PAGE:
NSF International's microbiologists set out once again to find out where germs hide in schools and other public places as part of the ongoing NSF Scrub Club® handwashing public service campaign. Teaming up with Real Simple magazine this past summer, this time NSF's experts swabbed key surfaces in local schools, grocery stores, and other public places.
Although all germs are not harmful, the existence of germs on the tested surfaces indicates there are favorable conditions for microorganisms to grow and survive, which could create an environment for disease-causing viruses and bacteria, such as E. coli and Salmonella. In other words, the higher the level of bacteria, the higher the probability that some of those bacteria are harmful.
As part of this most recent study, NSF microbiologists swabbed 26 different public places, testing for the level of Aerobic Plate Count (APC) at each location, also known as the general bacteria population. NSF's team of microbiologists found that the location that harbored the highest level of bacteria was a playground sandbox, revealing an APC count of 7,440 bacteria/in2. Sandboxes are actually an ideal setting for bacteria, as they not only are exposed to wildlife, such as cats and raccoons, but they can also hold on to the bacteria that is left from human contact, such as saliva, food items, and other bacteria from human hands.
Another place that germs were found in high numbers was on video game controllers. When NSF microbiologists swabbed a game controller at a movie theatre that had just recently been cleaned by theatre staff, the test results still showed an APC count of 551 bacteria/in2. Aside from a school musical instrument and a restaurant serving tray, which showed an APC count in the 200s, the rest of the 22 swabbed locations produced an APC count below 100, which by many standards would be considered clean.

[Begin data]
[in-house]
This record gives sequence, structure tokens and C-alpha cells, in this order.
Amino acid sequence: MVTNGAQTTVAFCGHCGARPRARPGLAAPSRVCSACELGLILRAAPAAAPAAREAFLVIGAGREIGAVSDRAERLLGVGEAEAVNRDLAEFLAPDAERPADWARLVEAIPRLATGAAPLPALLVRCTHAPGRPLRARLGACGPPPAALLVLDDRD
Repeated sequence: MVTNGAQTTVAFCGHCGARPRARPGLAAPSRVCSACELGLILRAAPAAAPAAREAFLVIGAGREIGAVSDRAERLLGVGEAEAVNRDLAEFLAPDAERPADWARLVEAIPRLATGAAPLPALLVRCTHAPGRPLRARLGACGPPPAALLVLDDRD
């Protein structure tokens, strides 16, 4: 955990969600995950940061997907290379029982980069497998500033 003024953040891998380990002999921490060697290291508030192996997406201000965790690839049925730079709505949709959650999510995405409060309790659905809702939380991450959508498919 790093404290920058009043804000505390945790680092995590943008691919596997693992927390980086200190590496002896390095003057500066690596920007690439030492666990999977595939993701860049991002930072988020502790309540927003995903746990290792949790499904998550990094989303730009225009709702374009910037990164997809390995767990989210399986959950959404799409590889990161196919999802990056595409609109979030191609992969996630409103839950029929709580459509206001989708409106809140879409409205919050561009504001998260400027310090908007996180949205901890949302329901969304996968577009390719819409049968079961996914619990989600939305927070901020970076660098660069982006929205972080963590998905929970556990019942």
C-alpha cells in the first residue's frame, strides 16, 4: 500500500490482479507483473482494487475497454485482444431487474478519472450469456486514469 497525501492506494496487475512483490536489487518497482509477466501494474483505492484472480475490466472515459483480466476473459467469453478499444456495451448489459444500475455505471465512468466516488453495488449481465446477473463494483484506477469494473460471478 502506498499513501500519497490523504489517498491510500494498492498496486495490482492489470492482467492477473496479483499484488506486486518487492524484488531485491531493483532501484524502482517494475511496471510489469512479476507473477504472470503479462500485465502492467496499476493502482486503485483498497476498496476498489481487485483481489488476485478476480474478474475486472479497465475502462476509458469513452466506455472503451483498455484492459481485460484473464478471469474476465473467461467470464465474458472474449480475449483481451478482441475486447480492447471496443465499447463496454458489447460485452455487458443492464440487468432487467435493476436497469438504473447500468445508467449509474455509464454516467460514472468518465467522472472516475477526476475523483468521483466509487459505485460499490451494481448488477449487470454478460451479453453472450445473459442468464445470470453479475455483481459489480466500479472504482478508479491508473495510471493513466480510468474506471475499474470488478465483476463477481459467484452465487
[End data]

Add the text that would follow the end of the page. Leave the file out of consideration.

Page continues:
NSF microbiologist Robert Donofrio noted that it is important to consider three "growth factors" that determine a surface's potential for harboring germs and bacteria: the type of surface, temperature, and moisture level. Non-smooth, warm, and moist areas tend to create ideal conditions for thriving bacteria to grow and hide.
In past studies, Donofrio noted that NSF had found that objects such as water fountain spigots and cafeteria trays had more microorganisms than the commonly cleaned areas, such as bathrooms and gym mats. Although NSF's findings are a snapshot in time at the tested sites, the results reveal that we all need to be vigilant about sanitizing those hard-to-reach areas that people may forget to clean.
It also reinforces the importance of teaching proper handwashing from an early age to protect against potentially harmful bacteria, viruses and other germs. To learn more about proper handwashing, visit the Scrub Club® at www.scrubclub.org.